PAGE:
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Planet Research Assignment Rubric

Getting Started:
First, get to know about your planet. Read as much information about the planet as you can find. Try both the Internet and the library; try the NASA web site, Zoom Astronomy, Nine Planets, a good search engine, an encyclopedia, and individual books on astronomy and the Solar System.

As you're reading about your planet, take notes on key information, such as your planet's size, temperature range, its position in the Solar System, moons, atmosphere, any unusual features, when it was discovered, etc. A graphic organizer can be useful for this.

The Structure of the Planet Report:
Start your report with an introductory paragraph that states the main ideas that you will be writing about. Then write at least four to five paragraphs that clearly describe your planet. Each paragraph should cover one topic (for example, you should have one paragraph that covers the planet's location in the Solar System, how far it is from the Sun, and how long its year is). End the report with a closing paragraph that summarizes what you wrote and learned.

Finally, cite your references (see the section below on formats for your bibliography).

Check that your grammar, spelling, and punctuation are correct. Make sure to use complete sentences and write neatly! Define any technical terms that you use. Proofread your report for errors before you hand it in -- do not hand in a rough draft.

Topics to Research and Include in Your Report:
When you write your report, try to answer as many of the following questions as you can:

  • The Planet's Name: What does its name mean? Many planets were named after mythological gods.
  • Position in the Solar System: Where is your planet located (for example, Mars in the fourth planet from the Sun)? How far from the Sun does it orbit. Is its orbit unusual?
  • Rotation on its Axis: How long does it take for your planet to rotate on its own axis? (This is one day on your planet.)
  • Size: How big is your planet? How does it rate in terms of the other planets in terms of size (is it the biggest, the smallest)? What is your planet's mass?
  • Gravity: What is the force of gravity at the surface of your planet? For example, what would a 100-pound person weigh on that planet?
  • Orbit: How long does it take for your planet to orbit the Sun? (This is one year on your planet.)
  • Atmosphere: What is the composition of the atmosphere of your planet? Is it a thick or a thin atmosphere?
  • Temperature: What is the temperature range your planet? How does this compare to the temperature on Earth?
  • Composition of Your Planet and its Appearance: What type of planet is it (is it rocky or a gas giant)? What is its internal composition? What does your planet look like?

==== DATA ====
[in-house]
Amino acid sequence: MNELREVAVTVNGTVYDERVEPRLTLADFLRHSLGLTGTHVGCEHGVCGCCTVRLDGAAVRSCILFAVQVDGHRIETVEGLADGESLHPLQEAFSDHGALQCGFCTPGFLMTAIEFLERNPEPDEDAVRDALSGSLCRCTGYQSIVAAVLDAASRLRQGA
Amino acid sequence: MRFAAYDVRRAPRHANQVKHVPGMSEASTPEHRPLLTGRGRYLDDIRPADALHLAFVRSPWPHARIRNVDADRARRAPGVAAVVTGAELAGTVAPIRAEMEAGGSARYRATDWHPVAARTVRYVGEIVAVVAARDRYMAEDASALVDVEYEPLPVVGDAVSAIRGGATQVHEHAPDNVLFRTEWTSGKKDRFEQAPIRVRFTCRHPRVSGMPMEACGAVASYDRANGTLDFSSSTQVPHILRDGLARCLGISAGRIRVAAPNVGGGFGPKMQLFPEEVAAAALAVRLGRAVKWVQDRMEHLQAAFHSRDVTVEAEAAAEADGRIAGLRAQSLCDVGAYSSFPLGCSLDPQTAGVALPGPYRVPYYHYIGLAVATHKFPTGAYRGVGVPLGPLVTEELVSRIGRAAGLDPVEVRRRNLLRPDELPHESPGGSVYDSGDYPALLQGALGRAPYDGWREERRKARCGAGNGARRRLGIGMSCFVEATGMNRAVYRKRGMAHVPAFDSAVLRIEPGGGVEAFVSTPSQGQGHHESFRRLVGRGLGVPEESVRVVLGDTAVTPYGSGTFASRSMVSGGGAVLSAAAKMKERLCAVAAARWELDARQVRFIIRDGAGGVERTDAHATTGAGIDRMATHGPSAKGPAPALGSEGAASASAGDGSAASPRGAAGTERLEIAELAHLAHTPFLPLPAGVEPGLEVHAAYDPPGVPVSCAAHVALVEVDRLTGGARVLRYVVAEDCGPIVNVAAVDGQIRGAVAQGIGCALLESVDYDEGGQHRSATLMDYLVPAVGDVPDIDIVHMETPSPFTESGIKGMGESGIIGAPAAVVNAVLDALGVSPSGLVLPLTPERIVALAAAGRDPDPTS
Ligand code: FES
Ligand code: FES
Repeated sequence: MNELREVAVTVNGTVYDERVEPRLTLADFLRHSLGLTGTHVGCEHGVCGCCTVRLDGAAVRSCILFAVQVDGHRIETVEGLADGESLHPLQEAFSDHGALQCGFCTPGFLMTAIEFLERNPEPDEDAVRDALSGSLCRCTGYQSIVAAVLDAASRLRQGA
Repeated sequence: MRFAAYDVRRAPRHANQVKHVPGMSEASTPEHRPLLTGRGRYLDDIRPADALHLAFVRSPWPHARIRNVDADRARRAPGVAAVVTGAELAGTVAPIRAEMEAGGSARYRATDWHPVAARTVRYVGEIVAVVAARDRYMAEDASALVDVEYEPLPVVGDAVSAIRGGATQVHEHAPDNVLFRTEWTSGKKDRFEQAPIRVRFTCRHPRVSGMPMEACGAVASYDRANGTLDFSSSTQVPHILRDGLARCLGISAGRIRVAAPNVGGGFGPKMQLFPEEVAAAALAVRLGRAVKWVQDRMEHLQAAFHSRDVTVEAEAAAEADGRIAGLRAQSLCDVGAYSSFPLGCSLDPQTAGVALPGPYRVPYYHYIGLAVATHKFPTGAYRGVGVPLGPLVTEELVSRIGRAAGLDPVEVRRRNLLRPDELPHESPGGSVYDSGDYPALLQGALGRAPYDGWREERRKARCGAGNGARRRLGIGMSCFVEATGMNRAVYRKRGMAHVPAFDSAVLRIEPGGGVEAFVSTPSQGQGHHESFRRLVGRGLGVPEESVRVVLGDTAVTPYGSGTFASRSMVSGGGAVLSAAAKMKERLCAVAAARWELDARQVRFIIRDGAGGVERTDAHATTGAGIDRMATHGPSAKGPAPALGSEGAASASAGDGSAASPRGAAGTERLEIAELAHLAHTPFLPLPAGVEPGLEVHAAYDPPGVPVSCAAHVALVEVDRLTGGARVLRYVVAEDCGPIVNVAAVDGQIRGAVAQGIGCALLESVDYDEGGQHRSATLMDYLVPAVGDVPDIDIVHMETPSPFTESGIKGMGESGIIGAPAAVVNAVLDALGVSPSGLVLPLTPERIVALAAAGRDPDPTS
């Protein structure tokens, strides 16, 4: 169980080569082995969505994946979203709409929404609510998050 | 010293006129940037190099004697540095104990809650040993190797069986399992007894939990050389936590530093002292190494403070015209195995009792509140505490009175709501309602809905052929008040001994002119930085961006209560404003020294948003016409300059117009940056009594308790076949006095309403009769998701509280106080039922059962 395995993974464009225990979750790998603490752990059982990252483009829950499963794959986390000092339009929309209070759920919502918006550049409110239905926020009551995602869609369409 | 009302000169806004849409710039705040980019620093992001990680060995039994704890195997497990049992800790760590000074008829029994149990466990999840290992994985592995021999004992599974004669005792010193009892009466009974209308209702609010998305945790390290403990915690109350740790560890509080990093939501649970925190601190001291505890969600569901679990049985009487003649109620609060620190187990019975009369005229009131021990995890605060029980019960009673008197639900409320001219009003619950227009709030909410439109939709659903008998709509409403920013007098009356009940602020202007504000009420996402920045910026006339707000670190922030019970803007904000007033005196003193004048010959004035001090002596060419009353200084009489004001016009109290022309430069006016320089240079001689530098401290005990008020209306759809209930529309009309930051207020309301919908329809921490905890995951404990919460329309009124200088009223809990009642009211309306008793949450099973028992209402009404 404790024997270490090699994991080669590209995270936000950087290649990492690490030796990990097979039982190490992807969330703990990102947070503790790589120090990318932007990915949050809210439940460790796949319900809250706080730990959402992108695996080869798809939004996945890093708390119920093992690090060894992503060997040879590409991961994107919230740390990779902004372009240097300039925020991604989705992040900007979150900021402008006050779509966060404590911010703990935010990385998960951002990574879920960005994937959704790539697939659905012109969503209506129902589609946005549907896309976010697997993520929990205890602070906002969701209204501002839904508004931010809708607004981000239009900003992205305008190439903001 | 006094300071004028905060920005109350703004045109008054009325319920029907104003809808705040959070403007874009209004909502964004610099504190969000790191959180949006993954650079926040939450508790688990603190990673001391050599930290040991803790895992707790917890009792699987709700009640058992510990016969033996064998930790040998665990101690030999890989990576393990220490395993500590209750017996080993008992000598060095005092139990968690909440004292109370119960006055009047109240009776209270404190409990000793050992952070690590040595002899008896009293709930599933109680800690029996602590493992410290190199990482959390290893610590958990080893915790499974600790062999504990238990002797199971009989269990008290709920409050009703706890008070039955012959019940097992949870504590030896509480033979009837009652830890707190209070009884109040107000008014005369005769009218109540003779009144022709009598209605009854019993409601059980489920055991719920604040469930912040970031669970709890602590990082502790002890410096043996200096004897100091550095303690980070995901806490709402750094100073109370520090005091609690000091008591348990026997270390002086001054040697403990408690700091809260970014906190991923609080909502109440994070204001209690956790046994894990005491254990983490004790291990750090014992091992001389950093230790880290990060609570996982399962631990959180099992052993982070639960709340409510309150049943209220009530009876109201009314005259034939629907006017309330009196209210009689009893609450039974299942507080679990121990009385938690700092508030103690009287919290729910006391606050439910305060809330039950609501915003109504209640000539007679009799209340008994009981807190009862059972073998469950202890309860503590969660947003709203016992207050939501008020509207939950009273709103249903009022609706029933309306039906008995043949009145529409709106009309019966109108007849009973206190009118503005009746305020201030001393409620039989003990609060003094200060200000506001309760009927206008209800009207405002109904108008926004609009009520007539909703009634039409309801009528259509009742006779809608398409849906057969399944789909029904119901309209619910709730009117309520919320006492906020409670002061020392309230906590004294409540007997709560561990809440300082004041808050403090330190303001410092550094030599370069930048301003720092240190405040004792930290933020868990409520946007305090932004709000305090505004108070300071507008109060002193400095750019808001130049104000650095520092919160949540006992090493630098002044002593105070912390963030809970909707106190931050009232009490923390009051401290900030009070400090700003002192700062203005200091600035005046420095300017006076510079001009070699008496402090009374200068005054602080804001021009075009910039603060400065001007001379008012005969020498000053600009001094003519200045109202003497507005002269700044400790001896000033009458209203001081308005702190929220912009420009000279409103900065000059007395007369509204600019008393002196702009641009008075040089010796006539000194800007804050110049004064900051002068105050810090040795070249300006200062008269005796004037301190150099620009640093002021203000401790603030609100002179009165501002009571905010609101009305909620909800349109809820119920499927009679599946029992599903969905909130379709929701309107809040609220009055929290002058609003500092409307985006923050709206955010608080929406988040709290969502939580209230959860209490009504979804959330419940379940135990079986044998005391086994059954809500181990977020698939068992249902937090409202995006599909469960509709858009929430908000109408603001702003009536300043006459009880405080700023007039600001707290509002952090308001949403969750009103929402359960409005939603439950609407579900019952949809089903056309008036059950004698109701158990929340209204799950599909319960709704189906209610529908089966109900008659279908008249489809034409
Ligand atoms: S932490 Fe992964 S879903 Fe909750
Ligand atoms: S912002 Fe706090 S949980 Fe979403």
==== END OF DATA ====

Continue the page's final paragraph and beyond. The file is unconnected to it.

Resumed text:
• Moons: If there are moons orbiting your planet, describe them and when they were discovered.
  • Rings: If there are rings orbiting your planet, describe them and when they were discovered.
  • How Would a Human Being Fare on Your Planet: On your planet, would a person choke in the atmosphere, be squashed by the extreme gravity, float with ease, freeze, burn up, or something else?
  • Something Special: Is there anything special about your planet? This can often be the best part of the report, taking you off on interesting topics. For example, are there 100-year-long storms on your planet? Are there giant volcanos? Does your planet have a very tilted axis (giving it extreme seasons)? Have spacecraft visited your planet? If so, what have they discovered? Is your planet in an orbital resonance with another body?
  • Discovery of Your Planet: The planets that are not visible using the naked eye were discovered after the invention of the telescope (these are Uranus, Neptune, and Pluto). Tell when your planet was discovered and by whom.

Citing Your References: When you write your bibliography, list all of your references. Formats for each type of publication follows (there are different formats for different media):
  • Web Site: Author(s) if appropriate. Title of Site or web page. URL of site, date of publication (the earliest copyright year listed).
  • Book: Author(s). Title of book. Edition. Location of publisher: Name of Publisher, year of publication.
  • Encyclopedia:Title of encyclopedia, volume of encyclopedia used. Location of publisher: Name of Publisher, year of publication, pages where the article is located.
  • Magazine or Journal: Author(s). "Title of article." Name of magazine, Volume.issue (date): pages where the article is located.
Author(s) are listed last name first, first name or initials (as cited in the publication).